The true abandonment
On May 20, given notice that two major groups of public school teachers were planning to hold protests two weeks before the opening of classes to press their petition for a salary increase, the Department of Education warned the teachers that their planned action would “greatly affect the delivery of basic services to our learners.”
It seemed that in the DepEd’s view, taking to the streets to call for an increase in pay was tantamount to neglecting the millions of schoolchildren nationwide. “Let us draw the line at abandoning our children,” it intoned. “As educators and civil servants, let us always keep the interests of our learners in mind.”
That is an unfortunate, if not insulting, statement. Teachers, especially the public-school variety, are among the most patient, docile people around. They toil in the most parsimonious conditions, their classrooms, school supplies and general campus facilities the perennial poor relations of vastly better-funded private schools. They are obliged to manage classes whose volumes are beyond the viable norm, yet they soldier on. During elections they do double-duty as vote-counters—a perilous task that puts them in the crosshairs of violent competition among political factions—and even have to wait to be compensated for it.
And, since 2009, their entry-level pay has been pegged at P18,549—lower even than what fresh graduates initially get in the call-center industry. That last salary adjustment five years ago raised the teachers’ pay by P6,523, but here’s the cruel catch: It wasn’t given in one go, but in four tranches over four years, from 2009 to 2012. The adjustment mandated by law as due the public school teachers took years to implement, and the paltry sum still had to be broken down into nearly negligible installments.
Which other profession is subjected to indignities like this? Perhaps other government employees endure the same excruciatingly slow improvements in work benefits, but as opposed to, say, clerks in a mayor’s office, teachers surely deserve greater attention because of the unique work they do: Their wellbeing translates directly to the wellbeing of the children under their care. They can’t teach kids properly without proper training on their own, or adequate school facilities, or enough remuneration to sustain them in mind and body. Certainly they can’t be expected to be motivated to do their jobs well, never mind excel, if their pay remains shockingly low.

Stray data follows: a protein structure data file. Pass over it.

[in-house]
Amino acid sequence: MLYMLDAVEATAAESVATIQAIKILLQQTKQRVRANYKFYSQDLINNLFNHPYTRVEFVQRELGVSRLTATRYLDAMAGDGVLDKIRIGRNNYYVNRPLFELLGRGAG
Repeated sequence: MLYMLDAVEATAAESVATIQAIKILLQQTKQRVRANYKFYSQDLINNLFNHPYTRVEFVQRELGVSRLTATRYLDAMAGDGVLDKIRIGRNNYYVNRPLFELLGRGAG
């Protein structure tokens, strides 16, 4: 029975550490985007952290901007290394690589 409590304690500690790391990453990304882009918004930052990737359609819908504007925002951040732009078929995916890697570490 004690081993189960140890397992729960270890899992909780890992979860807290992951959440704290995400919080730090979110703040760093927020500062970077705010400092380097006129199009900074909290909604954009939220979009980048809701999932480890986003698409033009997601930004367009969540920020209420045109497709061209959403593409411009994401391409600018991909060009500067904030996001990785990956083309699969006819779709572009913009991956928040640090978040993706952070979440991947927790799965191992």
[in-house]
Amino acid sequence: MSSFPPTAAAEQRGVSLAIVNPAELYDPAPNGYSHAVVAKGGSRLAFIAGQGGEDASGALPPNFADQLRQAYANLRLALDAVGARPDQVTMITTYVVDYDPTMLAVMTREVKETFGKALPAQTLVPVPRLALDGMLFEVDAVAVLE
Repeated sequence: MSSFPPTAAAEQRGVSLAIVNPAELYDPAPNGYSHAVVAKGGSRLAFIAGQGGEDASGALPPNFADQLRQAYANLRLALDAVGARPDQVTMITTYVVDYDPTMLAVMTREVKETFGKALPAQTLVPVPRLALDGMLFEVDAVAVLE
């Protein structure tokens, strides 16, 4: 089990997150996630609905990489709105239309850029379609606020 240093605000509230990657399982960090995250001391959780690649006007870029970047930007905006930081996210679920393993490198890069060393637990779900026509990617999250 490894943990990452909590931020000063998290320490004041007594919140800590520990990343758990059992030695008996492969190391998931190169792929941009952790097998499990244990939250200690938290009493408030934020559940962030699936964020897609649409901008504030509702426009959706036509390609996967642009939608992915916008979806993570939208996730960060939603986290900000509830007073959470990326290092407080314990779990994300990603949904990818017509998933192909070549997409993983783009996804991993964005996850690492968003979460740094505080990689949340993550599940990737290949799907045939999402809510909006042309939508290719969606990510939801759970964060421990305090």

How much wage increase are the teachers seeking this time? From P18,549 to P25,000. Is that too high a figure for such a consequential job as teaching the hope of the motherland? The 1991 Congressional Commission on Education pegged the minimum monthly salary that teachers should be receiving at even a higher figure—P28,000.
The Edcome report is said to be the benchmark study of the Philippine education system, detailing its ills as well as recommending solutions, including the urgent upgrade of teachers’ salaries if the government intends to keep good educators in the public schools, to give poor students a chance to compete with their peers in private institutions. The report came out in 1991 yet. Nearly 25 years later, the minimum compensation for an ordinary public school teacher—not even the most ideal, take note, but only the most basic—remains a pipe dream.
Malacañang’s response to the teachers’ petition for a pay increase is quite hard to take. “There was no fund identified as source of the salary hike they are waiting for,” said Communications Secretary Herminio Coloma Jr. The same administration that coughed up billions of pesos under a curious mechanism called the Disbursement Acceleration Program now pleads penury when it comes to sparing a few million pesos for the welfare of some 550,000 hard-up public school teachers across the country.
President Aquino himself has boasted that there is no longer any classroom shortage, that the 66,800 classroom backlog that piled up during the Arroyo administration has been wiped out. Well and good. But what good are those classrooms without competent teachers to run them? And how does the government expect to have competent teachers given the criminally underpaid status they have long been enduring? Malacañang further says any pay increase for teachers is up to Congress. That is not just passing the buck, that is the true abandonment of our children.
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